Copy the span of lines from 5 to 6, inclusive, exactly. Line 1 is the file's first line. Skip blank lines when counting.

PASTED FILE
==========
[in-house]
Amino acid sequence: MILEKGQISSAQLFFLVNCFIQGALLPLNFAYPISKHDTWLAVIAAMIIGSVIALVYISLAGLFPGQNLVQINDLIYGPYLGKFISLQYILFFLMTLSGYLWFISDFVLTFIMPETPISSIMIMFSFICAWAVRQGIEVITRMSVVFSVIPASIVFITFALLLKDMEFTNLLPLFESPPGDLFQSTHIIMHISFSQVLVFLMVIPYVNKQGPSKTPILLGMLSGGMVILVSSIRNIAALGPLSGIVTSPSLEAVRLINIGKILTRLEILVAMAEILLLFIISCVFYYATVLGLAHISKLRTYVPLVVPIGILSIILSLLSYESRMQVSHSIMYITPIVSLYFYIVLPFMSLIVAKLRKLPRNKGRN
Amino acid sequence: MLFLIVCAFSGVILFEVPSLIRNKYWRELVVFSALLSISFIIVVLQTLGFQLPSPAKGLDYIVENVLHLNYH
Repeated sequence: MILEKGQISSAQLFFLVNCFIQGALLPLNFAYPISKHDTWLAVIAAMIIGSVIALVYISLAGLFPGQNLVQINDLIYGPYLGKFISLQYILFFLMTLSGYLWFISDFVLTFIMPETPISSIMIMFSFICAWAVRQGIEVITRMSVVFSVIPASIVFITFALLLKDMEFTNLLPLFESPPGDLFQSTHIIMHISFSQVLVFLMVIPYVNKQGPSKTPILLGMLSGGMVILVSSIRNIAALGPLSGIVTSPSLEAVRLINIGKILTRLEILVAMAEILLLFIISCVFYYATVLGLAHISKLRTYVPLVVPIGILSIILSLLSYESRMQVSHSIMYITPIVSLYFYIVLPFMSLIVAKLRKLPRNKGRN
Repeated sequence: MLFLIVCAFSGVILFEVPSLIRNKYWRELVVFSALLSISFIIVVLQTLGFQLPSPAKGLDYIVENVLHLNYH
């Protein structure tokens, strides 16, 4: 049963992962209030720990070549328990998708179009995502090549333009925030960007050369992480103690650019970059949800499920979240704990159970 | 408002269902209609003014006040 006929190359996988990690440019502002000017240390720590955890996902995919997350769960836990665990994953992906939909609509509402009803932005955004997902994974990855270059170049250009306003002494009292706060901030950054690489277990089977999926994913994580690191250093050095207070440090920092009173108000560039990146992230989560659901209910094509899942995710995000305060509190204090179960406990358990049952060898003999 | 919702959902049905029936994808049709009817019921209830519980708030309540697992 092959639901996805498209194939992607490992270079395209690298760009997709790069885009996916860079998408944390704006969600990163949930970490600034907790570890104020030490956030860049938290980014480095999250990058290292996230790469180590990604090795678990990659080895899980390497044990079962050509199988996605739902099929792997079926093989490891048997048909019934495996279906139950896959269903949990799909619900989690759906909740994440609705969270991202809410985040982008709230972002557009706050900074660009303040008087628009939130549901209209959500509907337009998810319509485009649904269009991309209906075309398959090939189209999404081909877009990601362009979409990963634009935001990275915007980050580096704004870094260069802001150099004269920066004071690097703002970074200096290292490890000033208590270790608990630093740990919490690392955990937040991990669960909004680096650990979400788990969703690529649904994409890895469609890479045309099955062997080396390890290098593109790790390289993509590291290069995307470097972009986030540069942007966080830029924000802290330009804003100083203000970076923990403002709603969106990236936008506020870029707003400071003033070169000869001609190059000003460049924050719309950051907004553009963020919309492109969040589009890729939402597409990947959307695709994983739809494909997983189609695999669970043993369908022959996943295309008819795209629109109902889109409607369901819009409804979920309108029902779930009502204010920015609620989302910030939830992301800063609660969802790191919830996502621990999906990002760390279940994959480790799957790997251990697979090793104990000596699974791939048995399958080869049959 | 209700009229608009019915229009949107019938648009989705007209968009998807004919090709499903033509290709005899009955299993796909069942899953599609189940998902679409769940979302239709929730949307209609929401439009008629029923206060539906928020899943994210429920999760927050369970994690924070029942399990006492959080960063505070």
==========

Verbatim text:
Repeated sequence: MLFLIVCAFSGVILFEVPSLIRNKYWRELVVFSALLSISFIIVVLQTLGFQLPSPAKGLDYIVENVLHLNYH
């Protein structure tokens, strides 16, 4: 049963992962209030720990070549328990998708179009995502090549333009925030960007050369992480103690650019970059949800499920979240704990159970 | 408002269902209609003014006040 006929190359996988990690440019502002000017240390720590955890996902995919997350769960836990665990994953992906939909609509509402009803932005955004997902994974990855270059170049250009306003002494009292706060901030950054690489277990089977999926994913994580690191250093050095207070440090920092009173108000560039990146992230989560659901209910094509899942995710995000305060509190204090179960406990358990049952060898003999 | 919702959902049905029936994808049709009817019921209830519980708030309540697992 092959639901996805498209194939992607490992270079395209690298760009997709790069885009996916860079998408944390704006969600990163949930970490600034907790570890104020030490956030860049938290980014480095999250990058290292996230790469180590990604090795678990990659080895899980390497044990079962050509199988996605739902099929792997079926093989490891048997048909019934495996279906139950896959269903949990799909619900989690759906909740994440609705969270991202809410985040982008709230972002557009706050900074660009303040008087628009939130549901209209959500509907337009998810319509485009649904269009991309209906075309398959090939189209999404081909877009990601362009979409990963634009935001990275915007980050580096704004870094260069802001150099004269920066004071690097703002970074200096290292490890000033208590270790608990630093740990919490690392955990937040991990669960909004680096650990979400788990969703690529649904994409890895469609890479045309099955062997080396390890290098593109790790390289993509590291290069995307470097972009986030540069942007966080830029924000802290330009804003100083203000970076923990403002709603969106990236936008506020870029707003400071003033070169000869001609190059000003460049924050719309950051907004553009963020919309492109969040589009890729939402597409990947959307695709994983739809494909997983189609695999669970043993369908022959996943295309008819795209629109109902889109409607369901819009409804979920309108029902779930009502204010920015609620989302910030939830992301800063609660969802790191919830996502621990999906990002760390279940994959480790799957790997251990697979090793104990000596699974791939048995399958080869049959 | 209700009229608009019915229009949107019938648009989705007209968009998807004919090709499903033509290709005899009955299993796909069942899953599609189940998902679409769940979302239709929730949307209609929401439009008629029923206060539906928020899943994210429920999760927050369970994690924070029942399990006492959080960063505070």